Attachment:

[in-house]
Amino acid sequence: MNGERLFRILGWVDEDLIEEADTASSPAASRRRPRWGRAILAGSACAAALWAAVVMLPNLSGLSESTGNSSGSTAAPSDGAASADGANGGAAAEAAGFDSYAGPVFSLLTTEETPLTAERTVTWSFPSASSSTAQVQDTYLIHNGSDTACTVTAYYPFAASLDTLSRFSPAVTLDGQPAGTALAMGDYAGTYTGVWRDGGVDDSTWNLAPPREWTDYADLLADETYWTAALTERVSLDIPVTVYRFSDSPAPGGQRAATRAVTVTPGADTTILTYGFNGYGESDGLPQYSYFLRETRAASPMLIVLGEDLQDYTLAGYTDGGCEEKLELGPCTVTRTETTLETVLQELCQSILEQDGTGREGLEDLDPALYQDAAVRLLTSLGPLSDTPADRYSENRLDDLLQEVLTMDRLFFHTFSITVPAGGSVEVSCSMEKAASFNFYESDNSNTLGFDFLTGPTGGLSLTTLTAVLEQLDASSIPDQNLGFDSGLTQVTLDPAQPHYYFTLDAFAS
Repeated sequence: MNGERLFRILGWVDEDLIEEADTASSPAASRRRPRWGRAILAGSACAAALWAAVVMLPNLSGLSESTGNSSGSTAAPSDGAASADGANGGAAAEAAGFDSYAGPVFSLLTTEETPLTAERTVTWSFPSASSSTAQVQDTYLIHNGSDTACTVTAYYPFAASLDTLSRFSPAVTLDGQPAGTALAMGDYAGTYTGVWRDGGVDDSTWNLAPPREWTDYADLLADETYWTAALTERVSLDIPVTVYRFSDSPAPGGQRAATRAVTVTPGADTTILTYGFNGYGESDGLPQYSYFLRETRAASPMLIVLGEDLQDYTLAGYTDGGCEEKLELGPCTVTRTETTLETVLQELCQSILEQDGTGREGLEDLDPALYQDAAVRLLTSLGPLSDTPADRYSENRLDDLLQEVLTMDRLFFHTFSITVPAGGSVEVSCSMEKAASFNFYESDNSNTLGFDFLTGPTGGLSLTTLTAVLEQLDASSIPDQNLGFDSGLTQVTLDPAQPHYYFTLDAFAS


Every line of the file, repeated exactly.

[in-house]
Amino acid sequence: MNGERLFRILGWVDEDLIEEADTASSPAASRRRPRWGRAILAGSACAAALWAAVVMLPNLSGLSESTGNSSGSTAAPSDGAASADGANGGAAAEAAGFDSYAGPVFSLLTTEETPLTAERTVTWSFPSASSSTAQVQDTYLIHNGSDTACTVTAYYPFAASLDTLSRFSPAVTLDGQPAGTALAMGDYAGTYTGVWRDGGVDDSTWNLAPPREWTDYADLLADETYWTAALTERVSLDIPVTVYRFSDSPAPGGQRAATRAVTVTPGADTTILTYGFNGYGESDGLPQYSYFLRETRAASPMLIVLGEDLQDYTLAGYTDGGCEEKLELGPCTVTRTETTLETVLQELCQSILEQDGTGREGLEDLDPALYQDAAVRLLTSLGPLSDTPADRYSENRLDDLLQEVLTMDRLFFHTFSITVPAGGSVEVSCSMEKAASFNFYESDNSNTLGFDFLTGPTGGLSLTTLTAVLEQLDASSIPDQNLGFDSGLTQVTLDPAQPHYYFTLDAFAS
Repeated sequence: MNGERLFRILGWVDEDLIEEADTASSPAASRRRPRWGRAILAGSACAAALWAAVVMLPNLSGLSESTGNSSGSTAAPSDGAASADGANGGAAAEAAGFDSYAGPVFSLLTTEETPLTAERTVTWSFPSASSSTAQVQDTYLIHNGSDTACTVTAYYPFAASLDTLSRFSPAVTLDGQPAGTALAMGDYAGTYTGVWRDGGVDDSTWNLAPPREWTDYADLLADETYWTAALTERVSLDIPVTVYRFSDSPAPGGQRAATRAVTVTPGADTTILTYGFNGYGESDGLPQYSYFLRETRAASPMLIVLGEDLQDYTLAGYTDGGCEEKLELGPCTVTRTETTLETVLQELCQSILEQDGTGREGLEDLDPALYQDAAVRLLTSLGPLSDTPADRYSENRLDDLLQEVLTMDRLFFHTFSITVPAGGSVEVSCSMEKAASFNFYESDNSNTLGFDFLTGPTGGLSLTTLTAVLEQLDASSIPDQNLGFDSGLTQVTLDPAQPHYYFTLDAFAS